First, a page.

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Our special green axes

Traditional green axes by Simeon Nikints (Peter Kinjap)
Traditional green axes by Simeon Nikints (Peter Kinjap)

PETER S KINJAP

PORT MORESBY – For thousands of years before the first Australian patrol reached Mt Hagen in 1933, stones axes (known as ‘green axes’) were used daily in the highlands of Papua New Guinea, and were widely traded often in the context of ceremonial exchanges.

In more recent times, a group of ‘factories’ located in the Waghi and Jimi Valleys accounted for the bulk of production of green axes.

In late 1963 and early 1964, an anthropologist had spent three months journeying through the highlands to trace sites where the green axes had been made.

In the Simbai (Tsembaga) and Kaironk areas in Simbu, the steel axe has effectively replaced stone axes only in the previous 10 years. In other highlands areas, stone working axes had probably dropped out of use by the early 1940s.

Of the 10 quarry sites the anthropologist examined, three had been visited before, two reported by an anthropologist, C Criper, working in the Upper Simbu.

Ggreen axes were also used in West Papua (Irian Jaya). When Ronnajdn Frank travelled up the isolated Brazza River in West Papua in 1989, the ‘tree-house men’ would only trade a stone axe in exchange for a steel axe. Money, tobacco or other trade items not being sufficient.

During the ancient period of the Stone Age, there were many known areas of New Guinea where green axes were used but few areas which were ‘factories’.

Simeon Nikints of Moika village near Mt Hagen could be one of the last remaining survivors of the green axe makers of the highlands, acquiring the skills from his father and grandfather.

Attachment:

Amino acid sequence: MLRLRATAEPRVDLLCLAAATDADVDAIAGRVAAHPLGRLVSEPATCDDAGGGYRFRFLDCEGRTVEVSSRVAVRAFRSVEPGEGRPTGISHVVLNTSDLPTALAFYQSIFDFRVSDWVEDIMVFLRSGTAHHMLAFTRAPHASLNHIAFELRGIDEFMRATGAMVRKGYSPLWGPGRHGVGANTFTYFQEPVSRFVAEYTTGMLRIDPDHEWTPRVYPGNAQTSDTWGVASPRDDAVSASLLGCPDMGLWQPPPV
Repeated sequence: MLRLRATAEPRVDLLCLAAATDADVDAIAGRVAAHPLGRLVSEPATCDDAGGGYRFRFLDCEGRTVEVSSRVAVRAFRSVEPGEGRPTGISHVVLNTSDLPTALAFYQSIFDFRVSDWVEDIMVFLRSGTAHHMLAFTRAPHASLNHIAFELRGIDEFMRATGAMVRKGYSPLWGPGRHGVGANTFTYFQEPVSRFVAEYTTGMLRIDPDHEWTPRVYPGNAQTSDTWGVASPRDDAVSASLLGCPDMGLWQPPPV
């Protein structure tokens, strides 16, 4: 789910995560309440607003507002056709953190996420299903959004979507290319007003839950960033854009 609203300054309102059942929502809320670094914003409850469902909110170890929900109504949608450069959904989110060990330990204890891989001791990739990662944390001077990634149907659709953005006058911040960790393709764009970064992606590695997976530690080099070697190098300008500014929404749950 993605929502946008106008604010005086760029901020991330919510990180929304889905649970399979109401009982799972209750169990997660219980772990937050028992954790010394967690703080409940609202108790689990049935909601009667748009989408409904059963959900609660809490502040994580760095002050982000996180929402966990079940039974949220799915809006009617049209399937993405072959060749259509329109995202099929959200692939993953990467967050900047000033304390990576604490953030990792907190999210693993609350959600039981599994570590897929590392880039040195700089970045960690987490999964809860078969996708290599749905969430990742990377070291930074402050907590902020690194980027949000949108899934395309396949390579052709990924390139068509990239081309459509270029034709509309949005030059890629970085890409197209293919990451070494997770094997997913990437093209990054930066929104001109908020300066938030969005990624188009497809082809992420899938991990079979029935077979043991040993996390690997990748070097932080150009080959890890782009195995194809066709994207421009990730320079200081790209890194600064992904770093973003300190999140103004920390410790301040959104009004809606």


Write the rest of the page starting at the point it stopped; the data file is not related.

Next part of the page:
Simeon currently lives in Taurama, a suburb of Port Moresby, with his wife from Simbu, three daughters and a son. From here he makes and sells some of the last of the green axes.

He named them green axes because of the colour of the fine stone he gets after months of rubbing the blades against each other.

“My father made the stone axe and I watched him when I was a small boy,” Simeon said. “I started imitating my father and tried a few myself when I was young.

“I started collecting stones from the Rondon River upstream from Mt Hagen and started sharpening them against each other.

“It’s not an easy task to get the expected sharpness and toughness. It took us months to rub the stones against each other. Only committed men could do that.

“We have to rub, sharpen and polish until we get to the core which is the green part of the stone that gives us the sharpness and the green’ colour,” Simeon said.

“Too much energy! You’ve got to strain your muscles to get to it. I had to spend hours each afternoon to do that.

“I can get a finished product in few weeks. But just a few hours in the afternoon means it takes months.”

Strangely, Simeon said he had never used a green axe himself. He only makes them to sell or trade.

Jim Taylor, the first explorer of the Western Highlands, had arrived in his village when he was a boy.

“Jim offered us salt. Some kids, especially young girls, tasted it first. I was amongst the kids but did not taste it as I was afraid of the white man.

“I was also afraid of my village elders. They restricted us from going close to the white man, saying he could be a spirit of a dead man from the enemy tribe sent to kill us or poison us.”